insomnyuk, that whizzing sound you hear is my point flying right over your head. To say that other cultures may take a different view of the individual vs. the collective is not to say that those cultures would necessarily disregard the individual, just that they may have other ways of balancing individual vs. collective interests.
posted by Ty Webb at 2:34 PM on August 1, 2002

Sorry, riviera, but I think you misunderstand Mr. Jefferson. "We hold these truths to be self-evident" is Mr. Jefferson's claim that "these truths" are objective, and not a matter of opinion. He is saying something like "We say that all men are created equal in an objective philosophical way." "We hold" merely means "It is our argument that". Whether the argument stands is open to debate, that the argument is about objective truth (fact) and not opinion, is not. Philosophical truth is as true as any other kind of truth. That's why we argue about it. It's just a lot harder to prove.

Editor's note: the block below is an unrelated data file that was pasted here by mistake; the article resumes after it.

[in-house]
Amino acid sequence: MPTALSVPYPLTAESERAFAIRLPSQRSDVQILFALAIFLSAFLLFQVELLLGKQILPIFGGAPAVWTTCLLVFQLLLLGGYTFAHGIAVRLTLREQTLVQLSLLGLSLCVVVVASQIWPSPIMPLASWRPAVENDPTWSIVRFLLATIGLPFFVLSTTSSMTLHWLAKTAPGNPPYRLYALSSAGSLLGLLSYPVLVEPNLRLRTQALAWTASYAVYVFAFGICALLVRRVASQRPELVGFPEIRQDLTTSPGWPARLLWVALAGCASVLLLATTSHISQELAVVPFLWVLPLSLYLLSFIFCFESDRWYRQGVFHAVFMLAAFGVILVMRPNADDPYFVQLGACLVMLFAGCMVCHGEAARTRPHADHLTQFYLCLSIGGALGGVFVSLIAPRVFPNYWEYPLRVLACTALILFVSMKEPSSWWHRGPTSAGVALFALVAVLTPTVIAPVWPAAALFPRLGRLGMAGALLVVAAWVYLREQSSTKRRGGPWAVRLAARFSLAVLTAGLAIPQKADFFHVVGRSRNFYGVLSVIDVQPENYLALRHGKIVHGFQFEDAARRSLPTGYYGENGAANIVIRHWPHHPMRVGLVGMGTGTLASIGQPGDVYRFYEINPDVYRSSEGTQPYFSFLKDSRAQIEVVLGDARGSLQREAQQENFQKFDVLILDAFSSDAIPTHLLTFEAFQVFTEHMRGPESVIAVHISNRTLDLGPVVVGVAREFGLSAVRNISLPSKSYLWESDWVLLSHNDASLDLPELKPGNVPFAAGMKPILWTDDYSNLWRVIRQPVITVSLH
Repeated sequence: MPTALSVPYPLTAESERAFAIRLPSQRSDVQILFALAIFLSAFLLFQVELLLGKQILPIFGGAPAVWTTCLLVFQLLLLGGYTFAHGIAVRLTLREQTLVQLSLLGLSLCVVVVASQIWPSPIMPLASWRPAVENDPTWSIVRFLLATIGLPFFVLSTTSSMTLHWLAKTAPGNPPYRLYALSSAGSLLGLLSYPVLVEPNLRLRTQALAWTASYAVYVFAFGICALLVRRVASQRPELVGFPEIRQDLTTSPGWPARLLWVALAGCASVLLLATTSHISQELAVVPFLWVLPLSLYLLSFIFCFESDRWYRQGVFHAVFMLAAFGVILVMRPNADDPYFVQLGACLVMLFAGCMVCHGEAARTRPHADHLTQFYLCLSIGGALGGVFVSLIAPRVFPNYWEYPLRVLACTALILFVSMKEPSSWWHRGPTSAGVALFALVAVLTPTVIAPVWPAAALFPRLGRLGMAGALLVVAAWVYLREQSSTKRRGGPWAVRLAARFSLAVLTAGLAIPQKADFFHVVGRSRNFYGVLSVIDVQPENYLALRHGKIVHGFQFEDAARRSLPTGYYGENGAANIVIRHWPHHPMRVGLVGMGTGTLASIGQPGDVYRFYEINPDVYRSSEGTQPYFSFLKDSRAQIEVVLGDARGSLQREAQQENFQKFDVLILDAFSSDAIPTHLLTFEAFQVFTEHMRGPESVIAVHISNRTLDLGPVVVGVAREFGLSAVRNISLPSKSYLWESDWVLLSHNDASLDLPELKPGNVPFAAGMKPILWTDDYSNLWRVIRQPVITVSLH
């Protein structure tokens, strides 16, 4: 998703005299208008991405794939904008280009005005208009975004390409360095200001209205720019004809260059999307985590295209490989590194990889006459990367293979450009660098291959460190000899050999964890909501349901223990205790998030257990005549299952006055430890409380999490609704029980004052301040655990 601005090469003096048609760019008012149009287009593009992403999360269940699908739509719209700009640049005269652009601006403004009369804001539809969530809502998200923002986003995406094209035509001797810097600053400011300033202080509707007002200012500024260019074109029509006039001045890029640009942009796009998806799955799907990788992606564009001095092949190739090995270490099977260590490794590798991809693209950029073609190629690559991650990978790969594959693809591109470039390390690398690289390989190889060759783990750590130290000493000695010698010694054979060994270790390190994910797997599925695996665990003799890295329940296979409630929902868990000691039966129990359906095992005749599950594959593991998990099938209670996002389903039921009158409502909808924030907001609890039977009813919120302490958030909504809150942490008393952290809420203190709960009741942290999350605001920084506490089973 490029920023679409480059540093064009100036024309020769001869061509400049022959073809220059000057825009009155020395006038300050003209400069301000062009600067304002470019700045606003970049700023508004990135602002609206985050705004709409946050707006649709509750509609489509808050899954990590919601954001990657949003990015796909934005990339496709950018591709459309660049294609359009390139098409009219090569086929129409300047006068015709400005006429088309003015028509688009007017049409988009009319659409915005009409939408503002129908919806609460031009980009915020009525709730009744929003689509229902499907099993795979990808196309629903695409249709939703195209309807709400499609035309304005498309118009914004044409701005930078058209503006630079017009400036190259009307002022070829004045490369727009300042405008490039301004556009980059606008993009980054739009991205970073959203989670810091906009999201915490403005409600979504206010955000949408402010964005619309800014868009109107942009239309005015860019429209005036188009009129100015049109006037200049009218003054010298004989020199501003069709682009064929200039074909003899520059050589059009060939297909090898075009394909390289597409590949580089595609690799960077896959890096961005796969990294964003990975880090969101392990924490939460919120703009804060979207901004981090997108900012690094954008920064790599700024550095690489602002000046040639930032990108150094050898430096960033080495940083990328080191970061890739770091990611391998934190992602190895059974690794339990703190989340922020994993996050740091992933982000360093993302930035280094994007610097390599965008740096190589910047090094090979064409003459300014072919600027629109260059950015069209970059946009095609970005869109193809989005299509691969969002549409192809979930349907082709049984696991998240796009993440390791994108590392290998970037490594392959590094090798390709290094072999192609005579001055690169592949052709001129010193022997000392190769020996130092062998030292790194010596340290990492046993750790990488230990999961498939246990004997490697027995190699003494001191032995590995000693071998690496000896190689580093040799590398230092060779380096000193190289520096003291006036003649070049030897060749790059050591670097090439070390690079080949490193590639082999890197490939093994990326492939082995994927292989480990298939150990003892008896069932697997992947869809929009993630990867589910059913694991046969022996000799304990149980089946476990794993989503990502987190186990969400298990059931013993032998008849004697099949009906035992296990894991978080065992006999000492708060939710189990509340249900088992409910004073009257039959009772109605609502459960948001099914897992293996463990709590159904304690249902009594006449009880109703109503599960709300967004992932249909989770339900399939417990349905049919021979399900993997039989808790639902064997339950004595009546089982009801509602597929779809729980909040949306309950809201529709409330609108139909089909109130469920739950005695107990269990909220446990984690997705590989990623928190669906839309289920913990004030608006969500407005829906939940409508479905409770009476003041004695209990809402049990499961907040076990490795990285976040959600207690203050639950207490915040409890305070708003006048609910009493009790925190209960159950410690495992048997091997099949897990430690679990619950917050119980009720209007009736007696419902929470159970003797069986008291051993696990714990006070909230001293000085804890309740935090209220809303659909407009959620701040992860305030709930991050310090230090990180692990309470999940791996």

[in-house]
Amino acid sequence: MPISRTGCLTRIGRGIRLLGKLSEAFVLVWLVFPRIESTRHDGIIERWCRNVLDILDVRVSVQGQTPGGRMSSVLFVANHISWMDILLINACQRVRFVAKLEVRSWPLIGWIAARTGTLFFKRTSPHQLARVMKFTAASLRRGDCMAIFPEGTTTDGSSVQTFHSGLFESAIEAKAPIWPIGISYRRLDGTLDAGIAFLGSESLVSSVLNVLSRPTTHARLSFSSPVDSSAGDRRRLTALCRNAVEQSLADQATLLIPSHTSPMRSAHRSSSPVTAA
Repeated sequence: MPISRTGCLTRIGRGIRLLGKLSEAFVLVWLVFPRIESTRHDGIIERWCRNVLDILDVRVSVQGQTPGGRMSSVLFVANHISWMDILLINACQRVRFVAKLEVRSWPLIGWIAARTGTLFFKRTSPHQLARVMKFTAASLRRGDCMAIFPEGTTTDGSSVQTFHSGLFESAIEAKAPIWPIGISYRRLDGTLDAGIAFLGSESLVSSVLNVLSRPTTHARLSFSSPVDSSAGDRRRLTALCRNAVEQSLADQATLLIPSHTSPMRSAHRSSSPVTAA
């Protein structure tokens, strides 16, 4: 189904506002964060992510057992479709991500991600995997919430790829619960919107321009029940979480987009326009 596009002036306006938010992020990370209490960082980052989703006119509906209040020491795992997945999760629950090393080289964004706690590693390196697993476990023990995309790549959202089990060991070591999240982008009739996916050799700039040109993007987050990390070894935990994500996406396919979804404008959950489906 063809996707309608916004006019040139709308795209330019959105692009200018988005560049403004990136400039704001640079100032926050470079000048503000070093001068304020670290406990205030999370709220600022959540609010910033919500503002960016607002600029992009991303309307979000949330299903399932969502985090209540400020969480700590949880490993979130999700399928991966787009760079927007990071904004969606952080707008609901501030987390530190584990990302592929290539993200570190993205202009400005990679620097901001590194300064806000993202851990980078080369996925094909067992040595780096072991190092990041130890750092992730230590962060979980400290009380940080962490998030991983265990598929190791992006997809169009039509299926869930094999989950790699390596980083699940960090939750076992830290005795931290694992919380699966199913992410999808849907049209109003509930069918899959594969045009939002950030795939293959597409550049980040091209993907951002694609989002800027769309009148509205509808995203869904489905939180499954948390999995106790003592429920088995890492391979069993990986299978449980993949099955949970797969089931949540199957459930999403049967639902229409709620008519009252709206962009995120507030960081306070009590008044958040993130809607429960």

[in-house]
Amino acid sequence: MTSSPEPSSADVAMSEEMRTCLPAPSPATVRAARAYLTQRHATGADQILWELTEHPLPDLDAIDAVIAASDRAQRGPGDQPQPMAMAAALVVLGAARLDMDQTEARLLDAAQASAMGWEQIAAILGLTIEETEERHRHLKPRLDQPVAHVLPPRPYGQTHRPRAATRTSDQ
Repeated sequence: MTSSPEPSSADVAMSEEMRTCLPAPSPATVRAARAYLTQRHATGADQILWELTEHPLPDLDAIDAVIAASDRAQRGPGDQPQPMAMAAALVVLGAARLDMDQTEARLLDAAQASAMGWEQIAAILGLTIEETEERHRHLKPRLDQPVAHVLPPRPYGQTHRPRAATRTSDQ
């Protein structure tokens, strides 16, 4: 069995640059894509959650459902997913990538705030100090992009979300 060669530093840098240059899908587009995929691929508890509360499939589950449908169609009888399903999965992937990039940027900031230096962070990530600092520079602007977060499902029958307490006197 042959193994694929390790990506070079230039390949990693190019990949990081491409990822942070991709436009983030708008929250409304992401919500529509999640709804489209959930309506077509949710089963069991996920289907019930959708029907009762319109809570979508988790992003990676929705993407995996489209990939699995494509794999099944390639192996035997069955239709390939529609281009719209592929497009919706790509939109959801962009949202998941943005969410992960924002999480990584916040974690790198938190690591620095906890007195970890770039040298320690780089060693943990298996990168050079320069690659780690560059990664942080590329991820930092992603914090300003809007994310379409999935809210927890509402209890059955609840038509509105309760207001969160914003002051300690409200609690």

Summer, we can probably argue that "life" doesn't mean "death", that "Liberty" doesn't mean "slavery" and that "Pursuit of happiness" is troublesome, but certainly involves a little free speech every now and then. Let's not get carried away.

UncleFes makes interesting points, but they sound more pragmatic than philosophically oriented. The social contract doesn't bind or protect non-citizens (a point which has gone relatively unremarked since September) because they haven't signed it, they aren't citizens. The problem is that Jefferson was giving a reason for violating the contract between the Colonials and the British, and his argument was that the philosophical/political truth was that the Colonials had rights outside of, and more significant than, that particular social contract. If we agree with him, we are obligated to extend these rights to others when it doesn't compromise our ability to protect ourselves.

Political philosophy, it's all just good clean fun, isn't it?
posted by ewkpates at 4:41 AM on August 2, 2002

Now that we've got all that cleared up, Is it wrong for other countries to tell the US how to behave?
posted by Hieronymous Coward at 4:54 PM on August 2, 2002